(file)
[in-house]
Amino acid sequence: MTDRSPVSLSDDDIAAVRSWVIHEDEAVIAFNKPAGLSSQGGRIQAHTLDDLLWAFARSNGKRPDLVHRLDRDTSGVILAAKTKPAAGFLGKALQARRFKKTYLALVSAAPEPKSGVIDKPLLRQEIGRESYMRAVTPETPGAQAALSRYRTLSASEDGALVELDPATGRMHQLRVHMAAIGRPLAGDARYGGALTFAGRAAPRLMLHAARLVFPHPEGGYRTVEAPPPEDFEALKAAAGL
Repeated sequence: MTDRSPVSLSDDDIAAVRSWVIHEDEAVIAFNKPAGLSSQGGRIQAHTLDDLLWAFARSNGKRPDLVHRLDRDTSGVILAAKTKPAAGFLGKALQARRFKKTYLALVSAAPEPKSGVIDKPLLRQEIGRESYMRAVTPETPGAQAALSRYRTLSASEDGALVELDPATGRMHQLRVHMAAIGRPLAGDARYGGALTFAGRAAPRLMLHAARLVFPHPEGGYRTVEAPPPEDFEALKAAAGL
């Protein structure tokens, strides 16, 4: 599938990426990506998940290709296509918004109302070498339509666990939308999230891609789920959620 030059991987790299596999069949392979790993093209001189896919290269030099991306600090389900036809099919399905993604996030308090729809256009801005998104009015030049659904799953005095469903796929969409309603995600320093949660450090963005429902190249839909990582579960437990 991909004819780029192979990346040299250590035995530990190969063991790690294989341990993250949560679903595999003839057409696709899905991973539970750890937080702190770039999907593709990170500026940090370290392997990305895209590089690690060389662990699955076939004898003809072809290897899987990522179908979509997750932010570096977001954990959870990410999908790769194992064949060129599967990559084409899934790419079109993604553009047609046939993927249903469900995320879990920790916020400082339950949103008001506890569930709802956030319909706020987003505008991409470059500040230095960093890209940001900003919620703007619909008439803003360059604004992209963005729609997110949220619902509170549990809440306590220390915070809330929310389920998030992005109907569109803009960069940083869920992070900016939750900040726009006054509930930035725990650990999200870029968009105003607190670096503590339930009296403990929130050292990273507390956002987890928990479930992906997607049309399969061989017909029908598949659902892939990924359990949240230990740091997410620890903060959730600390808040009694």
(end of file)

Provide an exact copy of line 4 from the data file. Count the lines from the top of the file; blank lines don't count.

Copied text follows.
């Protein structure tokens, strides 16, 4: 599938990426990506998940290709296509918004109302070498339509666990939308999230891609789920959620 030059991987790299596999069949392979790993093209001189896919290269030099991306600090389900036809099919399905993604996030308090729809256009801005998104009015030049659904799953005095469903796929969409309603995600320093949660450090963005429902190249839909990582579960437990 991909004819780029192979990346040299250590035995530990190969063991790690294989341990993250949560679903595999003839057409696709899905991973539970750890937080702190770039999907593709990170500026940090370290392997990305895209590089690690060389662990699955076939004898003809072809290897899987990522179908979509997750932010570096977001954990959870990410999908790769194992064949060129599967990559084409899934790419079109993604553009047609046939993927249903469900995320879990920790916020400082339950949103008001506890569930709802956030319909706020987003505008991409470059500040230095960093890209940001900003919620703007619909008439803003360059604004992209963005729609997110949220619902509170549990809440306590220390915070809330929310389920998030992005109907569109803009960069940083869920992070900016939750900040726009006054509930930035725990650990999200870029968009105003607190670096503590339930009296403990929130050292990273507390956002987890928990479930992906997607049309399969061989017909029908598949659902892939990924359990949240230990740091997410620890903060959730600390808040009694």